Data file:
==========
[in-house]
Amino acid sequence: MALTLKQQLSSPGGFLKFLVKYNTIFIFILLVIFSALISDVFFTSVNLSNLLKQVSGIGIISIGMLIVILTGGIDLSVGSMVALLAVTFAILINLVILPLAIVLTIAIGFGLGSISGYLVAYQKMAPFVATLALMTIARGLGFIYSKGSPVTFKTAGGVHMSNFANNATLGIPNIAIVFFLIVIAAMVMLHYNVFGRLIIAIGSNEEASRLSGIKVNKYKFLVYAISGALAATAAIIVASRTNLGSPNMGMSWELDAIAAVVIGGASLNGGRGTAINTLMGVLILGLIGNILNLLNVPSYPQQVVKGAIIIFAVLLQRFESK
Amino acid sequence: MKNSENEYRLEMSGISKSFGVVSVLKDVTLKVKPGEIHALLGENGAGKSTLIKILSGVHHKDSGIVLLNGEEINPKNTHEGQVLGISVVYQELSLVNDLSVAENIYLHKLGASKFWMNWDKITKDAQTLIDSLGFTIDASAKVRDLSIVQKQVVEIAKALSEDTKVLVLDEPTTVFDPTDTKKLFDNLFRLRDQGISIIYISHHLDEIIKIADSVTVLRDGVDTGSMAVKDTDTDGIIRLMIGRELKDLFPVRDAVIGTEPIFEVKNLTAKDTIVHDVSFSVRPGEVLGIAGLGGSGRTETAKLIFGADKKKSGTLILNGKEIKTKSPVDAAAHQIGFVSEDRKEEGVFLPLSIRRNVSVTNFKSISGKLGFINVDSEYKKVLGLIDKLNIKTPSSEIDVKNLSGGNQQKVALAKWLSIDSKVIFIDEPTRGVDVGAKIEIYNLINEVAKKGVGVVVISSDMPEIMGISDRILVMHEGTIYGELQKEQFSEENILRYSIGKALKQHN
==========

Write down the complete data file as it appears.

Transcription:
[in-house]
Amino acid sequence: MALTLKQQLSSPGGFLKFLVKYNTIFIFILLVIFSALISDVFFTSVNLSNLLKQVSGIGIISIGMLIVILTGGIDLSVGSMVALLAVTFAILINLVILPLAIVLTIAIGFGLGSISGYLVAYQKMAPFVATLALMTIARGLGFIYSKGSPVTFKTAGGVHMSNFANNATLGIPNIAIVFFLIVIAAMVMLHYNVFGRLIIAIGSNEEASRLSGIKVNKYKFLVYAISGALAATAAIIVASRTNLGSPNMGMSWELDAIAAVVIGGASLNGGRGTAINTLMGVLILGLIGNILNLLNVPSYPQQVVKGAIIIFAVLLQRFESK
Amino acid sequence: MKNSENEYRLEMSGISKSFGVVSVLKDVTLKVKPGEIHALLGENGAGKSTLIKILSGVHHKDSGIVLLNGEEINPKNTHEGQVLGISVVYQELSLVNDLSVAENIYLHKLGASKFWMNWDKITKDAQTLIDSLGFTIDASAKVRDLSIVQKQVVEIAKALSEDTKVLVLDEPTTVFDPTDTKKLFDNLFRLRDQGISIIYISHHLDEIIKIADSVTVLRDGVDTGSMAVKDTDTDGIIRLMIGRELKDLFPVRDAVIGTEPIFEVKNLTAKDTIVHDVSFSVRPGEVLGIAGLGGSGRTETAKLIFGADKKKSGTLILNGKEIKTKSPVDAAAHQIGFVSEDRKEEGVFLPLSIRRNVSVTNFKSISGKLGFINVDSEYKKVLGLIDKLNIKTPSSEIDVKNLSGGNQQKVALAKWLSIDSKVIFIDEPTRGVDVGAKIEIYNLINEVAKKGVGVVVISSDMPEIMGISDRILVMHEGTIYGELQKEQFSEENILRYSIGKALKQHN